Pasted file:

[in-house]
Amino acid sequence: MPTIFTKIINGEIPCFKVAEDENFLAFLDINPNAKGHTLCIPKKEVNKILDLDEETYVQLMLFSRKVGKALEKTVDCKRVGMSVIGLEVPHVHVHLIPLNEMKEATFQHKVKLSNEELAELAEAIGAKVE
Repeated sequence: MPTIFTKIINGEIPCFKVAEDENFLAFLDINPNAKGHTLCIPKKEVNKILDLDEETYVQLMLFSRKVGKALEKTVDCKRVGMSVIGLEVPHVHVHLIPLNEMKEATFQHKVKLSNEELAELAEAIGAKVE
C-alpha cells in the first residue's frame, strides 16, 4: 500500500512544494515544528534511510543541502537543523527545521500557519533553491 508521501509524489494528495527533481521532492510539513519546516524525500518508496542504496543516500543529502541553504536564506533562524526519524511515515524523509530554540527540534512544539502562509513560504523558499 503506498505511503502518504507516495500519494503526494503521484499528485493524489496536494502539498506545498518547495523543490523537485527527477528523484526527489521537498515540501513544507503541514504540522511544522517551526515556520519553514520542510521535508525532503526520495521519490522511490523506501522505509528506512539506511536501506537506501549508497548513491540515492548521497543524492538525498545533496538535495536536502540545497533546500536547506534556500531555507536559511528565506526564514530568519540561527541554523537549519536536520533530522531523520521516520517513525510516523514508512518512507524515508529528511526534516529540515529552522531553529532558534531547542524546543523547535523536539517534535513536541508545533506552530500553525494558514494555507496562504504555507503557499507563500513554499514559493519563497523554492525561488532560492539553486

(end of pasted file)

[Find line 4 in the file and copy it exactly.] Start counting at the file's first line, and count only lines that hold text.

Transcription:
C-alpha cells in the first residue's frame, strides 16, 4: 500500500512544494515544528534511510543541502537543523527545521500557519533553491 508521501509524489494528495527533481521532492510539513519546516524525500518508496542504496543516500543529502541553504536564506533562524526519524511515515524523509530554540527540534512544539502562509513560504523558499 503506498505511503502518504507516495500519494503526494503521484499528485493524489496536494502539498506545498518547495523543490523537485527527477528523484526527489521537498515540501513544507503541514504540522511544522517551526515556520519553514520542510521535508525532503526520495521519490522511490523506501522505509528506512539506511536501506537506501549508497548513491540515492548521497543524492538525498545533496538535495536536502540545497533546500536547506534556500531555507536559511528565506526564514530568519540561527541554523537549519536536520533530522531523520521516520517513525510516523514508512518512507524515508529528511526534516529540515529552522531553529532558534531547542524546543523547535523536539517534535513536541508545533506552530500553525494558514494555507496562504504555507503557499507563500513554499514559493519563497523554492525561488532560492539553486